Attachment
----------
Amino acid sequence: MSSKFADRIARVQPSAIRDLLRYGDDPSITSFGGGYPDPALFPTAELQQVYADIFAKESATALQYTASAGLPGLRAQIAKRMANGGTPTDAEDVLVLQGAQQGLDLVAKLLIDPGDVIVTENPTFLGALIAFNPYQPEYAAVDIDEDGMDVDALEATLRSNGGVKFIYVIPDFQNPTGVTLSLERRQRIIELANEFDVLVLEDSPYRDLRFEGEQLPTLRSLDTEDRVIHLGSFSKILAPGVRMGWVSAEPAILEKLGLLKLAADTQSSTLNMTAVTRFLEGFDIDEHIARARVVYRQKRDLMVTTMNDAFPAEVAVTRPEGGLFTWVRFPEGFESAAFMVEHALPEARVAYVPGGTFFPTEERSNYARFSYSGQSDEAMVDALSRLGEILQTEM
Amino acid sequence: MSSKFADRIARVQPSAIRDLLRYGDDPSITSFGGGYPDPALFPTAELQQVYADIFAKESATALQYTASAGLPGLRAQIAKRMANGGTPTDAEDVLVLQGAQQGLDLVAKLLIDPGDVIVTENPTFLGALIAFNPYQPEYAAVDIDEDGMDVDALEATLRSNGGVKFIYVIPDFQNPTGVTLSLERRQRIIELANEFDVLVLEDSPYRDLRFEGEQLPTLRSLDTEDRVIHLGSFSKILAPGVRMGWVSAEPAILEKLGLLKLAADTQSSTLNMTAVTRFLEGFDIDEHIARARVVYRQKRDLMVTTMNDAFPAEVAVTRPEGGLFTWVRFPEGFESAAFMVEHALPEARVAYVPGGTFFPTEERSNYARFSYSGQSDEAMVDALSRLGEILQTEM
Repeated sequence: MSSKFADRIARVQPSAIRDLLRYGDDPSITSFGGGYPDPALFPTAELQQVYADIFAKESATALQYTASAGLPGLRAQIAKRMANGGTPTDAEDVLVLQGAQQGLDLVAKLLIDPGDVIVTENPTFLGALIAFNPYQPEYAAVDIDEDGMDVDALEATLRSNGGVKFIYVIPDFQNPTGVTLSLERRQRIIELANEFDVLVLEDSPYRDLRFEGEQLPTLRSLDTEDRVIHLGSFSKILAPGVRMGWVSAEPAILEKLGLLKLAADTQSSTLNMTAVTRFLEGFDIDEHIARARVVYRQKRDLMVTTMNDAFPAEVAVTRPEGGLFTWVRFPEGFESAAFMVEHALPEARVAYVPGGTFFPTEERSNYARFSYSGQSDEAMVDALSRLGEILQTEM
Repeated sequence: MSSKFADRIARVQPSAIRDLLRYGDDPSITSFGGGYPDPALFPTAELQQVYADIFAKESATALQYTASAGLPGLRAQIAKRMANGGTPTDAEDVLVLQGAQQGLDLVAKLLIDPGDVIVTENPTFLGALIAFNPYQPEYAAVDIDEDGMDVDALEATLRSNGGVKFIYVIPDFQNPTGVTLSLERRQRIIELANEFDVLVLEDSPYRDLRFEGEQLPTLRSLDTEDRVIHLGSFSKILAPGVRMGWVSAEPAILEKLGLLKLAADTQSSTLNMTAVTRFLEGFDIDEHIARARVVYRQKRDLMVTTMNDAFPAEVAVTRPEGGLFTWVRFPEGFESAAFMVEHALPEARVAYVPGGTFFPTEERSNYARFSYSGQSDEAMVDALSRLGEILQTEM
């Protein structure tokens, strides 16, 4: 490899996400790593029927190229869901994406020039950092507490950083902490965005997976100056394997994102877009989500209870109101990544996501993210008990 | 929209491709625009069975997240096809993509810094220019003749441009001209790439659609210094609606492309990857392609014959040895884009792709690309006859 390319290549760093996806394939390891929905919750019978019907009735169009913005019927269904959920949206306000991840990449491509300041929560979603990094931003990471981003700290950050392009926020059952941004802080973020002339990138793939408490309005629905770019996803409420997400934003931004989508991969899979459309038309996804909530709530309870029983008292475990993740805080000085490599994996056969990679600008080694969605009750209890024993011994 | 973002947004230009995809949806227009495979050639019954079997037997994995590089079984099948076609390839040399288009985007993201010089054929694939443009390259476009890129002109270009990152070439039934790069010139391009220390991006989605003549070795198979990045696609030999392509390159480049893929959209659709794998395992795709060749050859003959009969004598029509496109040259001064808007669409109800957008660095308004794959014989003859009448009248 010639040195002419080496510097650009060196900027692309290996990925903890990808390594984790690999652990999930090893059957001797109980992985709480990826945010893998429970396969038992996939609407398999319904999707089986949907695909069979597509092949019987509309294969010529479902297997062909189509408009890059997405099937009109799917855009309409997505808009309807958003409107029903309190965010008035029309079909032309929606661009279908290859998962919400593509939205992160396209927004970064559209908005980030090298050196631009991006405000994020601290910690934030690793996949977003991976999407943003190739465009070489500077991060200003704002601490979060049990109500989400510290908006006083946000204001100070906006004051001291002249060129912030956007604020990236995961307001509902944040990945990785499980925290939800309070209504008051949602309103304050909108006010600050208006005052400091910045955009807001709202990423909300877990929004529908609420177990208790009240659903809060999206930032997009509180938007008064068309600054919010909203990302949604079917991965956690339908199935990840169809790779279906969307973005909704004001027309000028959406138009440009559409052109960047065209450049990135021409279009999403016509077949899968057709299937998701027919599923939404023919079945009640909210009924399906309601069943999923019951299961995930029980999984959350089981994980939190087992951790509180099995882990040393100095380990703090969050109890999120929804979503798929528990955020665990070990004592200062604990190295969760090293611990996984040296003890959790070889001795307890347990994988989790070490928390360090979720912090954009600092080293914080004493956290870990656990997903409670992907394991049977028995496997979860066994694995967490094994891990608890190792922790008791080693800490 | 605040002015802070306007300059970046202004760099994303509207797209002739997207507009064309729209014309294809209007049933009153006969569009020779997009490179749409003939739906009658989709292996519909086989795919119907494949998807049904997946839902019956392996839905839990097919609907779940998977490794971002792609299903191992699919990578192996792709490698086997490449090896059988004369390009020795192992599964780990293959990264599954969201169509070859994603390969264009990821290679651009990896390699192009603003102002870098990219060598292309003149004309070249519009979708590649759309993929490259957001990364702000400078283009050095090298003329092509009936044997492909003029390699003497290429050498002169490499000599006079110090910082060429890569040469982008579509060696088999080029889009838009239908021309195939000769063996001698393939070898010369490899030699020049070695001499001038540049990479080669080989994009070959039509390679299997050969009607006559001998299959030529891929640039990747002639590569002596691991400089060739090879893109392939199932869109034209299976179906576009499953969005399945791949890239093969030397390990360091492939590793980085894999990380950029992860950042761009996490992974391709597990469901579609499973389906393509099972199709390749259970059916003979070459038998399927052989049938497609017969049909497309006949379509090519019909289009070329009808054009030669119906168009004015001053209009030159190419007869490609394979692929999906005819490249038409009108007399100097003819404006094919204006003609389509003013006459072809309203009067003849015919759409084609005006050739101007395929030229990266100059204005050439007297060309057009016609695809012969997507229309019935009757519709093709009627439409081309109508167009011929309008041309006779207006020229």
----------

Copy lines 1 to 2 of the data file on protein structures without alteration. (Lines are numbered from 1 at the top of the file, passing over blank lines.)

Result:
Amino acid sequence: MSSKFADRIARVQPSAIRDLLRYGDDPSITSFGGGYPDPALFPTAELQQVYADIFAKESATALQYTASAGLPGLRAQIAKRMANGGTPTDAEDVLVLQGAQQGLDLVAKLLIDPGDVIVTENPTFLGALIAFNPYQPEYAAVDIDEDGMDVDALEATLRSNGGVKFIYVIPDFQNPTGVTLSLERRQRIIELANEFDVLVLEDSPYRDLRFEGEQLPTLRSLDTEDRVIHLGSFSKILAPGVRMGWVSAEPAILEKLGLLKLAADTQSSTLNMTAVTRFLEGFDIDEHIARARVVYRQKRDLMVTTMNDAFPAEVAVTRPEGGLFTWVRFPEGFESAAFMVEHALPEARVAYVPGGTFFPTEERSNYARFSYSGQSDEAMVDALSRLGEILQTEM
Amino acid sequence: MSSKFADRIARVQPSAIRDLLRYGDDPSITSFGGGYPDPALFPTAELQQVYADIFAKESATALQYTASAGLPGLRAQIAKRMANGGTPTDAEDVLVLQGAQQGLDLVAKLLIDPGDVIVTENPTFLGALIAFNPYQPEYAAVDIDEDGMDVDALEATLRSNGGVKFIYVIPDFQNPTGVTLSLERRQRIIELANEFDVLVLEDSPYRDLRFEGEQLPTLRSLDTEDRVIHLGSFSKILAPGVRMGWVSAEPAILEKLGLLKLAADTQSSTLNMTAVTRFLEGFDIDEHIARARVVYRQKRDLMVTTMNDAFPAEVAVTRPEGGLFTWVRFPEGFESAAFMVEHALPEARVAYVPGGTFFPTEERSNYARFSYSGQSDEAMVDALSRLGEILQTEM